Bernie Anderson
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Current musings, whatever they may be. 

Sunday Sermonizing: The Book of Proverbs is Like a Sour Patch Kid

The practice of reading and meditating on Scripture has been a part of my personal spirituality for a long time. Years ago, when I was teaching the Bible every week, it was by necessity - I had to show up on Sunday.

But it is an ongoing habit for which I'm grateful to this day.

My practice has always been, with few exceptions, to get through the entire Bible in a year. There are several reading plans which are helpful for this activity. I don't know if it's because I'm easily distracted or if I just find spice in variety, as they say, but I like the plans which take the reader through the various Biblical genres on a daily basis.

A little History. A little law. A little poetry. A little Gospel. It feels well rounded.

This year is turning out differently, however. At least for now.

Wisdom. A book and a Pen.

Since January 1, I've been parked in the Book of Proverbs.

Stuck on Wisdom

Several years back, on the advice of a friend, I spent several months reading through the entire book of Proverbs a chapter per day. With 31 chapters, you get through the entire book 7 months out of the year.

I did this again for nearly an entire year, while working in Mongolia and writing my Masters dissertation. I don't know why, but the rhythm was helpful during an incredibly busy and stressful time.

In fact, as a result from that period of diving into Proverbs, I wrote a book and gave it to my son for his 21st birthday - the culmination of time in this book of wisdom.

This year - I'm sort of re-re-rediscovering Proverbs.

While still doing my daily reading on the same monthly cycle (31 chapters = 1 chapter per day for 1 month), I'm taking a different - and I believe better - approach to this important book. Here are few tips to meditating on Proverbs, which maybe you'll find helpful.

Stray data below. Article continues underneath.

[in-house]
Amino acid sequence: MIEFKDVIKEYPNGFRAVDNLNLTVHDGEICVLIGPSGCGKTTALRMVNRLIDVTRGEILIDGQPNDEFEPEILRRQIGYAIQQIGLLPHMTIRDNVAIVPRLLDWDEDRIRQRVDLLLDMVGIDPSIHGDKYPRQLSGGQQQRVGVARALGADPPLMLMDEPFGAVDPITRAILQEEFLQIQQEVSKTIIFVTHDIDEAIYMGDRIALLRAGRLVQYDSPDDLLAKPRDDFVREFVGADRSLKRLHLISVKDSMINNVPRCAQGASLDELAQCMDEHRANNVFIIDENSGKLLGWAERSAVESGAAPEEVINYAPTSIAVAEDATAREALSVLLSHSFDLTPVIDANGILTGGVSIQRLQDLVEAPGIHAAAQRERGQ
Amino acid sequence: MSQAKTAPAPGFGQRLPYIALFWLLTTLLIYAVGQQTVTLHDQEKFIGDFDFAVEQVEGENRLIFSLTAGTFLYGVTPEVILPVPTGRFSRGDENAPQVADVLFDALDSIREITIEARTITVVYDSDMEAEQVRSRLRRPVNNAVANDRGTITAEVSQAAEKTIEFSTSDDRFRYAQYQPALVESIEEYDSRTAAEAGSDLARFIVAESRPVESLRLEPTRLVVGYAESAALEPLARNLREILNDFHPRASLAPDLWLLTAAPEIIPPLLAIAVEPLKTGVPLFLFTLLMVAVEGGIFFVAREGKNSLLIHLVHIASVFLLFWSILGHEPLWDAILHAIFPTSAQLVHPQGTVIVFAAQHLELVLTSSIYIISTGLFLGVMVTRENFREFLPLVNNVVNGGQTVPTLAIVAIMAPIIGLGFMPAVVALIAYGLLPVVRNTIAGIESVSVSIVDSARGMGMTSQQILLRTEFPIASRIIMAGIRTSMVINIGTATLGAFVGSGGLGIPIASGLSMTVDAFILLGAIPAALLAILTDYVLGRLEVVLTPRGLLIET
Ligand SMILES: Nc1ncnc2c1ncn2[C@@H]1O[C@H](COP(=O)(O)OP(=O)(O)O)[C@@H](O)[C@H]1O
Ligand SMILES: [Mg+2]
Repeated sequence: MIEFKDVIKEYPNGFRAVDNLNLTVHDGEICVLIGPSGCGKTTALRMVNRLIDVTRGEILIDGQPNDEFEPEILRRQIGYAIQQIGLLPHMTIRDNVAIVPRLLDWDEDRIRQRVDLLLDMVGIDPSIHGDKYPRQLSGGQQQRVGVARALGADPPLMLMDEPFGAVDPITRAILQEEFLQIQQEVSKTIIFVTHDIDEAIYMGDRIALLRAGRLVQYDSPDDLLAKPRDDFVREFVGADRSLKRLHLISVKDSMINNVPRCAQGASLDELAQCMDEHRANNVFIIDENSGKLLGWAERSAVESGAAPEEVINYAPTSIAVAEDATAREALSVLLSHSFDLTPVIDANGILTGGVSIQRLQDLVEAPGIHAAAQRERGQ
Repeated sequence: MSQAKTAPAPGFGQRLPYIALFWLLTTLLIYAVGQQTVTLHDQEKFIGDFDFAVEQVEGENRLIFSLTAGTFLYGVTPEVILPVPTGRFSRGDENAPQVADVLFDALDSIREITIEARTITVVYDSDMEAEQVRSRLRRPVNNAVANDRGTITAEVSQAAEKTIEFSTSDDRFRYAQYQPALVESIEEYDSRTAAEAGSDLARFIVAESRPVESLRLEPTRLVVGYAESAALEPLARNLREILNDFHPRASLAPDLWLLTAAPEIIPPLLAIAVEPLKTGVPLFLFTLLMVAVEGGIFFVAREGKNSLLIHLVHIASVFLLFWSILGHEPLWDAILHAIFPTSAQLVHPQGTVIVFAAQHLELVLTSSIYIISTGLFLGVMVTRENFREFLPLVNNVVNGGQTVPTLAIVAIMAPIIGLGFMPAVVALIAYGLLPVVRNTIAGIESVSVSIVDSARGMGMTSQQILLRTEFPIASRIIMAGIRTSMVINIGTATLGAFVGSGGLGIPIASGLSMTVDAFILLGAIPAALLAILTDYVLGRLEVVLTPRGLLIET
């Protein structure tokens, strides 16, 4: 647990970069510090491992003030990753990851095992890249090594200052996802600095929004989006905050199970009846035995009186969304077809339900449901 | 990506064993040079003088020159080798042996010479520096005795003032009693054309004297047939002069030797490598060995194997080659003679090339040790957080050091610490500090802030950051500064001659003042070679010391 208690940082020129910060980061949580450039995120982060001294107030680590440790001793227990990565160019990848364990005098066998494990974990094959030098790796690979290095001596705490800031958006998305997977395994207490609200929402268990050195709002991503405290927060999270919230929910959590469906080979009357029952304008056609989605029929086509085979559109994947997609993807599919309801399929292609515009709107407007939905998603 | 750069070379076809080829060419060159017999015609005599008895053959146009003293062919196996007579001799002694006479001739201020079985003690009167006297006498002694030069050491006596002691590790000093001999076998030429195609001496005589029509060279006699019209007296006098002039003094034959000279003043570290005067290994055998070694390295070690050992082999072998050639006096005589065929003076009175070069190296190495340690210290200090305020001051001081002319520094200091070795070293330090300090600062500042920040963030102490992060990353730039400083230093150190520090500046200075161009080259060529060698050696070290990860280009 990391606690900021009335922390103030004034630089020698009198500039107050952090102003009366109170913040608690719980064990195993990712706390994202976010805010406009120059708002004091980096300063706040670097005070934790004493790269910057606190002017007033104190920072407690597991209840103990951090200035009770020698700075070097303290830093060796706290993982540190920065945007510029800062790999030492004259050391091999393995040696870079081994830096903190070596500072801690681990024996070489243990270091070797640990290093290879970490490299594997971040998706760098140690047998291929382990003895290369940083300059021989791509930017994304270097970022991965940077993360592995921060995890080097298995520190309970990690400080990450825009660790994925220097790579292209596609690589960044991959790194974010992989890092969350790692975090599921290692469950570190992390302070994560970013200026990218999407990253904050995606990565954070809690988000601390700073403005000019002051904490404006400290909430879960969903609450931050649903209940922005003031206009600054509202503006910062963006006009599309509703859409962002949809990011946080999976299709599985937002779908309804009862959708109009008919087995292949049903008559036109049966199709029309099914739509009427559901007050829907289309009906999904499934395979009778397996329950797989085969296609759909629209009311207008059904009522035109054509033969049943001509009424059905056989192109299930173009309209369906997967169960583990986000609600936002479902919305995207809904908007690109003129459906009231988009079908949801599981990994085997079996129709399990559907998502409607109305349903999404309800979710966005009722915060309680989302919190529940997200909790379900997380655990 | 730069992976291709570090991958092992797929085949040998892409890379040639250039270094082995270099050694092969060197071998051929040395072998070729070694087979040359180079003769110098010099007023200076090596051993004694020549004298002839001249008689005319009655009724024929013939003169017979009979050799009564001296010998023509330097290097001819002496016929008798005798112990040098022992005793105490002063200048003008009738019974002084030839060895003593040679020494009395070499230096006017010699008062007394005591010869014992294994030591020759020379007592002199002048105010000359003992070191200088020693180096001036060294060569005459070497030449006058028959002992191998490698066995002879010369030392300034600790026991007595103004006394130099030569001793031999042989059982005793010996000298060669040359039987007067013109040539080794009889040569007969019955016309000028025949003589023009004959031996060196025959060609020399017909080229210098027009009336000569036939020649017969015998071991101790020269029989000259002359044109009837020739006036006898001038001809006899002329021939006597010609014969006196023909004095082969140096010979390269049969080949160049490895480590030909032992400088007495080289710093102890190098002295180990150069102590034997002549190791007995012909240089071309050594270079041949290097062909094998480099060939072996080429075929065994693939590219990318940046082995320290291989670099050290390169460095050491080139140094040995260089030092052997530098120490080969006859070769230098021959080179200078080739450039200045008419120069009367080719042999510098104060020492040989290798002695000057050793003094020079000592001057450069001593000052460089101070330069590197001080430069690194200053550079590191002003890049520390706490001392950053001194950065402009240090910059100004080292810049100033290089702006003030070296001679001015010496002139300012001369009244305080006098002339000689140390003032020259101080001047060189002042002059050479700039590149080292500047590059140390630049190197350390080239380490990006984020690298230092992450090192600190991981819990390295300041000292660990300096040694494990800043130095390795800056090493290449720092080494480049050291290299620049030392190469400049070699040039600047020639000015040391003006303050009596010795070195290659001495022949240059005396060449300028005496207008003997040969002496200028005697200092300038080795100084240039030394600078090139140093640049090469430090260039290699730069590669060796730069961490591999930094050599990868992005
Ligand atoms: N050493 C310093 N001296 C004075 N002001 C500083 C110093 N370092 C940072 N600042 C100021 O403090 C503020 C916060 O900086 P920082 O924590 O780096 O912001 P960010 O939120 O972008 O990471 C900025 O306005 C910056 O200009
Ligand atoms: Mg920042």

Proverbs is not meant to be read cover-to-cover

While I am doing this - and will continue doing this - it's important to recognize that Proverbs is a book of nuggets and cumulative wisdom. The value of reading in typical cover-to-cover fashion is to pick up on the themes. However, this is not a book to be exegeted in the same way a Pauline epistle might be. That would be because ...

Each Wisdom saying (Proverb) is meant to be meditated on

That's what I'm doing this year. As I read each chapter in the morning, one or two "proverbs" - or verses as the case may be - will grab my attention. Write those down in a journal and give them more thought. Proverbs is a lot like Sour Patch Kids candy (Apparently. I've actually never tried them. This is what I've been told.), with one flavor changing to another flavor as it's allowed to ruminate in your mind.

Proverbs eliminates secular and sacred lines

This may be one of the things I love most about this book. "The fear of the Lord is the beginning of Wisdom" can be coupled with verses about laziness and high finance. A CEO, waiter, and a preacher can each read and meditate on the wisdom of Proverbs and all benefit deeply. And Proverbs gives us profound insight into the nature and character of God.

Would love to know what your Bible reading practice is. Don't have one? No worries - maybe get started with reading a chapter from the Book of Proverbs every day for a month. It really can change your perspective.

And your life.